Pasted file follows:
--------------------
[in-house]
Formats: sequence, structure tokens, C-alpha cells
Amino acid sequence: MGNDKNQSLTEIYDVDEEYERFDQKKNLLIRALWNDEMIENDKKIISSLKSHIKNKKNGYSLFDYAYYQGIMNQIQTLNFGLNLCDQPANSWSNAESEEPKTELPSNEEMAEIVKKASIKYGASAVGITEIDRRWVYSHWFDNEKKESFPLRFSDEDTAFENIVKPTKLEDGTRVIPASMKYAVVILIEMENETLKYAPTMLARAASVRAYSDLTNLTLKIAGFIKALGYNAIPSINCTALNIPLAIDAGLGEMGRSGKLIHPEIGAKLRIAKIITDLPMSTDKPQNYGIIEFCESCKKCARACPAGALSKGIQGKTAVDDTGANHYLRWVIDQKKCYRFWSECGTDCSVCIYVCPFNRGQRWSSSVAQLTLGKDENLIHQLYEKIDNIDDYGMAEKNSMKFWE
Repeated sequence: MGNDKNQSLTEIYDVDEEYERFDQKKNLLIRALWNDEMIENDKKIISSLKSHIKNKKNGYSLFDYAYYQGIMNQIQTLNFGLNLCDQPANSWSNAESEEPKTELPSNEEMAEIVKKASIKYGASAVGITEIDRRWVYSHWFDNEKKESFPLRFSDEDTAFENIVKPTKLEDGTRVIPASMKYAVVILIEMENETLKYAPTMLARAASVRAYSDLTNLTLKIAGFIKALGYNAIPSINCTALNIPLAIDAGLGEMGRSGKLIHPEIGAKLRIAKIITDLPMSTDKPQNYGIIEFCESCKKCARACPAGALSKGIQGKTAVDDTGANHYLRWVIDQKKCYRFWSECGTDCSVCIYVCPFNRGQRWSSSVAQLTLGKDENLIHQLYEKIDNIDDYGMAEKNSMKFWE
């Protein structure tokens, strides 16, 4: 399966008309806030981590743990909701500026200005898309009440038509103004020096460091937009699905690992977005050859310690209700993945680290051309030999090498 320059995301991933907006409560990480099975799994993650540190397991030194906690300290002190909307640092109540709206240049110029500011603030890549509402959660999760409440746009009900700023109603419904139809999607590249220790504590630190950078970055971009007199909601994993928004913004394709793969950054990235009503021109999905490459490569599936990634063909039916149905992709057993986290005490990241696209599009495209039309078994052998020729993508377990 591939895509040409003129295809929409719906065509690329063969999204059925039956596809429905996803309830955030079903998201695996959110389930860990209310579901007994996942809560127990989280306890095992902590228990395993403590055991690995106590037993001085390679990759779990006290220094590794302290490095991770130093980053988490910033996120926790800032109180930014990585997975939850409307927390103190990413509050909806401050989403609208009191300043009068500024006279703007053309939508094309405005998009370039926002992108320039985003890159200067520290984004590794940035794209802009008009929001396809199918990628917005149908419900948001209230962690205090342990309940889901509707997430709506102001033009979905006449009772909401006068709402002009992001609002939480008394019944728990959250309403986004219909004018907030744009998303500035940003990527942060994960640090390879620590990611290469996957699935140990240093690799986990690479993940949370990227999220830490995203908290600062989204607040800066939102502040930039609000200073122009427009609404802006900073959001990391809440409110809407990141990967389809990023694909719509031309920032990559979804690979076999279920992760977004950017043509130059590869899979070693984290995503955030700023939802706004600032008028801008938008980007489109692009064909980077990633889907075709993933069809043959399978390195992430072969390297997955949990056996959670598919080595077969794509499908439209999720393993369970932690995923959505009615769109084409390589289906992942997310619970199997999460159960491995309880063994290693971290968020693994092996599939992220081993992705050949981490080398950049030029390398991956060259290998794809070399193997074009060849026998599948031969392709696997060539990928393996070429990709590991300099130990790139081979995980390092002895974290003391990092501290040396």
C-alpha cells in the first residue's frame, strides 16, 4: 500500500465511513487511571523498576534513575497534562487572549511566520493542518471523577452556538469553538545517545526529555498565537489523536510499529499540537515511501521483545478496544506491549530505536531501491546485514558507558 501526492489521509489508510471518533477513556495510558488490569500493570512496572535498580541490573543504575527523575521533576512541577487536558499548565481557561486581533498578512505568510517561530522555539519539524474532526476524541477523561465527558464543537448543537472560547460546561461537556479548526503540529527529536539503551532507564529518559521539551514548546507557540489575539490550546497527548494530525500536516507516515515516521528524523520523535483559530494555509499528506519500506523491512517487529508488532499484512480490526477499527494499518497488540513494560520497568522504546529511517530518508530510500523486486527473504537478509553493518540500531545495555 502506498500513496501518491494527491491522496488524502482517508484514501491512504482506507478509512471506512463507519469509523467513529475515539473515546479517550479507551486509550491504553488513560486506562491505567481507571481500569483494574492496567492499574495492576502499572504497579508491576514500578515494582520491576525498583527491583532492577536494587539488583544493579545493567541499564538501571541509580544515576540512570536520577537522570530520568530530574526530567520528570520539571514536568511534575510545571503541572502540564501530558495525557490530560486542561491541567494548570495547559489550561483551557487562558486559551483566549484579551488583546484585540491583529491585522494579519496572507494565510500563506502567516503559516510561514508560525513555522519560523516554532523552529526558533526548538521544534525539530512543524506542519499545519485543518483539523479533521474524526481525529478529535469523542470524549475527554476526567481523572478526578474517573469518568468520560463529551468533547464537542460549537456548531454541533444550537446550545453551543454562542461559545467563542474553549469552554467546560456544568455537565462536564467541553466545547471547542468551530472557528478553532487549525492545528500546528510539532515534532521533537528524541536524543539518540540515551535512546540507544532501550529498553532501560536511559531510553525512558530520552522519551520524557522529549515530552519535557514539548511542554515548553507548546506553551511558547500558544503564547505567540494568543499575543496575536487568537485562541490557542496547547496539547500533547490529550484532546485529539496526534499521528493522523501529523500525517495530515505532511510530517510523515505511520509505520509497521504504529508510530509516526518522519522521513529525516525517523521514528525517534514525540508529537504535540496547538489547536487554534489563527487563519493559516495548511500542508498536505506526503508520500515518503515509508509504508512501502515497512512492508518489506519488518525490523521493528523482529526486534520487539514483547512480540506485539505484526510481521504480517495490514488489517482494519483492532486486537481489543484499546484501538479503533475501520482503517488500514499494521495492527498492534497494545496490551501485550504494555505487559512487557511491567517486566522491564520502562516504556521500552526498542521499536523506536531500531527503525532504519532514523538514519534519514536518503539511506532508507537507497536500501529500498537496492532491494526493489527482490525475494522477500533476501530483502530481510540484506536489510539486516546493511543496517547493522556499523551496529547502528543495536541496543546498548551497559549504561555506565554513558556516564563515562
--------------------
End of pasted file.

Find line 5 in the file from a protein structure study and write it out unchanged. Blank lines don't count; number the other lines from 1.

């Protein structure tokens, strides 16, 4: 399966008309806030981590743990909701500026200005898309009440038509103004020096460091937009699905690992977005050859310690209700993945680290051309030999090498 320059995301991933907006409560990480099975799994993650540190397991030194906690300290002190909307640092109540709206240049110029500011603030890549509402959660999760409440746009009900700023109603419904139809999607590249220790504590630190950078970055971009007199909601994993928004913004394709793969950054990235009503021109999905490459490569599936990634063909039916149905992709057993986290005490990241696209599009495209039309078994052998020729993508377990 591939895509040409003129295809929409719906065509690329063969999204059925039956596809429905996803309830955030079903998201695996959110389930860990209310579901007994996942809560127990989280306890095992902590228990395993403590055991690995106590037993001085390679990759779990006290220094590794302290490095991770130093980053988490910033996120926790800032109180930014990585997975939850409307927390103190990413509050909806401050989403609208009191300043009068500024006279703007053309939508094309405005998009370039926002992108320039985003890159200067520290984004590794940035794209802009008009929001396809199918990628917005149908419900948001209230962690205090342990309940889901509707997430709506102001033009979905006449009772909401006068709402002009992001609002939480008394019944728990959250309403986004219909004018907030744009998303500035940003990527942060994960640090390879620590990611290469996957699935140990240093690799986990690479993940949370990227999220830490995203908290600062989204607040800066939102502040930039609000200073122009427009609404802006900073959001990391809440409110809407990141990967389809990023694909719509031309920032990559979804690979076999279920992760977004950017043509130059590869899979070693984290995503955030700023939802706004600032008028801008938008980007489109692009064909980077990633889907075709993933069809043959399978390195992430072969390297997955949990056996959670598919080595077969794509499908439209999720393993369970932690995923959505009615769109084409390589289906992942997310619970199997999460159960491995309880063994290693971290968020693994092996599939992220081993992705050949981490080398950049030029390398991956060259290998794809070399193997074009060849026998599948031969392709696997060539990928393996070429990709590991300099130990790139081979995980390092002895974290003391990092501290040396």